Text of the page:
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The Annunciation
Ave Maria Gratia Plena
by Oscar Wilde
Was this His coming! I had hoped to see
A scene of wondrous glory, as was told
Of some great God who in a rain of gold
Broke open bars and fell on Danaë:
Or a dread vision as when Semele,
Sickening for love and unappeased desire,
Prayed to see God’s clear body, and the fire
Caught her brown limbs and slew her utterly.
With such glad dreams I sought this holy place,
And now with wondering eyes and heart I stand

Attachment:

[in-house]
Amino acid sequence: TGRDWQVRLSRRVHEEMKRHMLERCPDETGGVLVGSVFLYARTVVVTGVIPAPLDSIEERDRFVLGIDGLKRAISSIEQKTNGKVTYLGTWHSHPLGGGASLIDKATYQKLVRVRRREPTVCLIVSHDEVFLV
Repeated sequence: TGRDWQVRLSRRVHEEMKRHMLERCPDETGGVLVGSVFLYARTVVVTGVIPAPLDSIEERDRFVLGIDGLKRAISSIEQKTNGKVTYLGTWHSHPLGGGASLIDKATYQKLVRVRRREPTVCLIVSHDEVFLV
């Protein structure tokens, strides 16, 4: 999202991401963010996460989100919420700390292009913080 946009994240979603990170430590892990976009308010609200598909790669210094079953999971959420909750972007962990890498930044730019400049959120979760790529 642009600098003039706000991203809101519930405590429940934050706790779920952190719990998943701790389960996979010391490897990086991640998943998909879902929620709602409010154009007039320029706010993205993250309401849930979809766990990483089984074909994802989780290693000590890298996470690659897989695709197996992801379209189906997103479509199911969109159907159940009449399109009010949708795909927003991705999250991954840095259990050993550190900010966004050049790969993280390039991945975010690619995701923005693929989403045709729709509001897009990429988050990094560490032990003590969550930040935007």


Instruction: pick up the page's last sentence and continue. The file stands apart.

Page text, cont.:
Before this supreme mystery of Love:
Some kneeling girl with passionless pale face,
An angel with a lily in his hand,
And over both the white wings of a Dove.
Frightened by the appearance of the angel Gabriel in her chamber, the adolescent Mary cowers on her bed, in this 1850 painting of the Annunciation by Pre-Raphaelite artist Dante Gabriel Rossetti. Gabriel bears a lily, a symbol of the virgin’s purity, as he informs Mary that she will become the mother of Jesus—a story recounted only in the Gospel of Luke (1:26–38). Three more lilies are depicted on the embroidered cloth hanging at the foot of Mary’s bed. A white dove, representing the Holy Spirit that “will come upon” Mary, flies in the window toward the Virgin.

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